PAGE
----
WOOT the Tessa Dare run, here we gooo–definitely another #BlameMalin one here 😉
So the Castles Ever After series is tied together by the silliest and slimmest of plot threads: each of the main female protagonists are gifted a castle in some way or another, or are in possession of one despite being female, and there is a Duke or Lord or Laird or something or another who is either in the castle, thinks he should be in the castle, or flat out wants a castle and this one will do. I’m exaggerating a bit, having not read all of them, but I think that’ll pretty much cover every iteration Ms. Dare could come up with.
Aka first things first, please throw all the things you know about historical romances out the window. Preferably the window of your own castle, where you are ensconced with some warm blankets, chocolate or biscuits, and a stack of books.
That being said–I really, really enjoyed this one, because it comes with a super unique set of plot circumstances that really enlivened the whole set up. In this one, Isolde Ophelia Goodnight (what a name) is the only daughter of an author of beloved children’s books featuring a character called Isolde (or maybe Ophelia? either way, it’s meant to be here). But now she is destitute, on the verge of selling her hair a la Fantine, when she’s gifted a castle.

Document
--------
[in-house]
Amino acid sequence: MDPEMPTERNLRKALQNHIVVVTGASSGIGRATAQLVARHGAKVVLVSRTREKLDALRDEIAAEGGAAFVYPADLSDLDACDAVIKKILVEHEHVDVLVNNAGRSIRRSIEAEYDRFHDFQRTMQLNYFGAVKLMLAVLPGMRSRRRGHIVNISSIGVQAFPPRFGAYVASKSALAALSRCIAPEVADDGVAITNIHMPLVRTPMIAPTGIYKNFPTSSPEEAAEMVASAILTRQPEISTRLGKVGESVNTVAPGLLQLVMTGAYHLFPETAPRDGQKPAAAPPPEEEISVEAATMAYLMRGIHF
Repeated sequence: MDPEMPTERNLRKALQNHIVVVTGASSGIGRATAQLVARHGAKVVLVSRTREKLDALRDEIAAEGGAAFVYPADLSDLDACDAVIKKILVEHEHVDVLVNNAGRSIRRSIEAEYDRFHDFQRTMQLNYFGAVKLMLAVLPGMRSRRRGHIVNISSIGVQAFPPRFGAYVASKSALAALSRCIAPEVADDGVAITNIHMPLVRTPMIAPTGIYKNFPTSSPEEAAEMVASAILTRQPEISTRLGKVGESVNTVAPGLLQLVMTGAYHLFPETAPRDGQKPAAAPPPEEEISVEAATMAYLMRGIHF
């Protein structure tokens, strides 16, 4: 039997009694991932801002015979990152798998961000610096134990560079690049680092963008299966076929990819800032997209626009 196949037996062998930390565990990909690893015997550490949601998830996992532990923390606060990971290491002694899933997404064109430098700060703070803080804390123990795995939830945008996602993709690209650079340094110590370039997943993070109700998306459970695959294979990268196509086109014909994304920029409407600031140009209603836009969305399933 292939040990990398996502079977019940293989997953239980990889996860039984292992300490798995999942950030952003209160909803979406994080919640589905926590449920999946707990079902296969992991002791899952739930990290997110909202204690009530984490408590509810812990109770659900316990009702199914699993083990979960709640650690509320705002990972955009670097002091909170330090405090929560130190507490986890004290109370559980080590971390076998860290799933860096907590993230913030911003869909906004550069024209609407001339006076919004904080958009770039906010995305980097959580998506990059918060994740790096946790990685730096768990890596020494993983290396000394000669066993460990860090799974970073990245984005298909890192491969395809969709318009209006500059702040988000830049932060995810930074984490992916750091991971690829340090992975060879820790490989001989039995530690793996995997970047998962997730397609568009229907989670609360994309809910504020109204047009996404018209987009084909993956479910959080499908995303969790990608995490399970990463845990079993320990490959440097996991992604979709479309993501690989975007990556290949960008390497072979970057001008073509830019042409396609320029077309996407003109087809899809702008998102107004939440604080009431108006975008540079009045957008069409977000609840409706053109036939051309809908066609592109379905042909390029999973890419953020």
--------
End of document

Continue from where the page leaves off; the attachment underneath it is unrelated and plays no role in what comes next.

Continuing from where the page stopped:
Too bad that castle comes with a mostly-blind Duke whose soliciters have been slowly bleeding him dry and sold his castle out from underneath him to Izzy’s uncle, who then bequeathed it to her.
(In other words, what we have here is the barest of Beauty and the Beast outlines, so clearly I was all in.)
Izzy has lost her taste for romance because she’s seen how far it gets you (not very far). She’s been forced to playact and go along with the obsessive fandom of her father’s work because from time to time the kindness of fans has been all that’s kept her from starvation. She’s had to make her way in the world (in a way that’s of course utterly unrealistic) but as a result is a much more fleshed out character than we usually get in these sorts of novels. Her Duke in question isn’t one of those “whores and booze” rakes, but just a cranky man in a world without great accessibility laws. So the bridge between them is shorter, and the tension and heat can be better for it.
Plus…it’s just flat out funny? I feel like this might get slotted into my re-reads with some of the Loretta Chase greats that I revisit constantly.